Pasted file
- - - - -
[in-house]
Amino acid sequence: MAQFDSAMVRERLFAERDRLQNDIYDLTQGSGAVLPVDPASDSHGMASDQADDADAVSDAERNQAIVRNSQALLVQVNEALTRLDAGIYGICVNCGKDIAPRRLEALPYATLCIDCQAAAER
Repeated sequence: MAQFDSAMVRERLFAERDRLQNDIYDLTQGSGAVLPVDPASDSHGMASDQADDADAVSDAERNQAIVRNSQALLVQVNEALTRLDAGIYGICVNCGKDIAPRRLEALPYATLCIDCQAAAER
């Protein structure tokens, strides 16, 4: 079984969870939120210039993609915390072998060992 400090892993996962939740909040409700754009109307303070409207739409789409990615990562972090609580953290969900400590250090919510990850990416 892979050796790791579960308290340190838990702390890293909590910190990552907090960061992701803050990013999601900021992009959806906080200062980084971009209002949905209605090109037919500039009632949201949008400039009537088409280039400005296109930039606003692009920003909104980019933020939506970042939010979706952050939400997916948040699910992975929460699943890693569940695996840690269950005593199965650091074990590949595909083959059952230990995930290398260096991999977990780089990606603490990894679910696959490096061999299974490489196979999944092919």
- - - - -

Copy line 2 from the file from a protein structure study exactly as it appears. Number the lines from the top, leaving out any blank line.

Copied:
Amino acid sequence: MAQFDSAMVRERLFAERDRLQNDIYDLTQGSGAVLPVDPASDSHGMASDQADDADAVSDAERNQAIVRNSQALLVQVNEALTRLDAGIYGICVNCGKDIAPRRLEALPYATLCIDCQAAAER